You may find a helmet camera to be a useful add-on: they can provide invaluable evidence in the event of an accident. Some helmet cameras also come with features such as front and rear-facing lights, which increase your visibility on the road. Or, if you prefer, attaching a camera to your handlebars is another option.
Cycling shades may not be high up on your check list for road safety, especially during the winter months, but they do have a significant role to play. In addition to protecting your eyes from UV light your eyes are shielded from dust, rain, wind and flying insects. Glasses designed especially for cycling offer more facial protection than everyday specs and the frames and lenses are tougher and lighter. You can also get shades that suit your eye prescription, if you wear ordinary glasses on a regular basis.
Cycling Kit to Protect Your Body
The risk of injury to cyclists is high, so it makes sense to cover vulnerable body sites with protective gear. Unlike in countries such as New Zealand and Australia, helmets are not mandatory in the UK, even though the Highway Code advises that they are worn. As you have already seen, 75% of cyclist deaths are due to head trauma, so it makes sense that you protect your head from injury.
Typical cycle helmets are primarily designed to protect you in low speed accidents. You should select the correct style for your preferred cycling activity. For commuters, specialised helmets are light, vented and aerodynamic. Some include reflective technology or LED lights in the design. Always choose a helmet that conforms to safety standards and that fits correctly with no gaps between it and your head.
Some cyclists like to use cycling gloves. They can prevent gripping injuries such as blisters and callouses and protect your hands should you fall. They can also prove helpful in cold weather. Other cyclists find mouthguards useful: they protect your teeth and stabilise your jaw but can interfere with comfortable breathing so choose wisely.
Innovation in Cycling Road Safety
Finally, there are always new and useful cycling safety accessories coming to the market. A simple Google search for cycle accessories should bring up the latest innovations. In the recent years these have included:
- A smart bike helmet that includes LED breaking and turning signals
- LED lights with lasers that project a bike symbol on the road ahead, such as the Brainy Bike Light
- Specialised lights that include front and back indicators, braking signals and two laser beams that create a safety boundary on either side of your bike, ‘drawn’ on the road, that moves with you as you go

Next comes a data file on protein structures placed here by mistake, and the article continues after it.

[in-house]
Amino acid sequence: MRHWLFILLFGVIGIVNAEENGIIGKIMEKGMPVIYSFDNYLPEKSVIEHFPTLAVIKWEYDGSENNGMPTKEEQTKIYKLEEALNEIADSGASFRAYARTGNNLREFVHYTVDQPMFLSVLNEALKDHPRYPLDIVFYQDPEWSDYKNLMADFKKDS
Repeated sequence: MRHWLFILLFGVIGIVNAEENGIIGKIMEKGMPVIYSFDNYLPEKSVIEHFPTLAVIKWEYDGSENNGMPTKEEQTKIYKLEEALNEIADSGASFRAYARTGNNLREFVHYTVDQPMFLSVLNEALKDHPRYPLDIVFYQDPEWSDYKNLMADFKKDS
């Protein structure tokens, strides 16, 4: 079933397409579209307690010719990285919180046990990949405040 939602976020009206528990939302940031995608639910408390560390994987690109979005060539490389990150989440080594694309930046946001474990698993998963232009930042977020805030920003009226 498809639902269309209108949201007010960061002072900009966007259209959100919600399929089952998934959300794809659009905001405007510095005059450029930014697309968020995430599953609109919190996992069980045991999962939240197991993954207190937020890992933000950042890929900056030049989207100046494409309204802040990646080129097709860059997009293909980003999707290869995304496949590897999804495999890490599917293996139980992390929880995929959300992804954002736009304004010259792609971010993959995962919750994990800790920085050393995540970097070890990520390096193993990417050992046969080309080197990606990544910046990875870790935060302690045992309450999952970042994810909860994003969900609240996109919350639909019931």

Cycling Road Safety : Highway Code for Cyclists
As a cyclist you have probably discovered that many people (pedestrians, drivers and other cyclists) either ignore the rules of the road or either misunderstand or misinterpret them.
When cycling on busy roads it’s important to make sure you understand the Highway Code and how it applies to you. Your safety is your responsibility.
The first thing to be aware of though is that within the Highway Code there are legal obligations which are expressed with words like must and there are also rules which seek to act as advice only, they are often expressed with words like should.
Cycling Road Safety : 7 Essential Rules & Laws
I have put together a list of what I think are the 7 essential rules and laws that you need to be aware of when you are cycling. If you are involved in a cycling accident and you are in breach of any of the following laws, you will be unable to make a cycling accident claim for compensation. If you need help or advice in this area, contact a dedicated cycling accident legal firm like Osbornes Law Firm.
1. Cycling Lights
Under Rule 60 of the Highway Code, cyclists must have approved front and rear lights, lit, clean and working properly, when cycling between the hours of sunset and sunrise.
Cyclists must have a white light at the front and a red light at the rear, which is visible from the front and rear respectively and fixed to their bike. The regulations also now allow flashing lights, provided they flash between 60 and 240 times per minute.
2. Alcohol and Drugs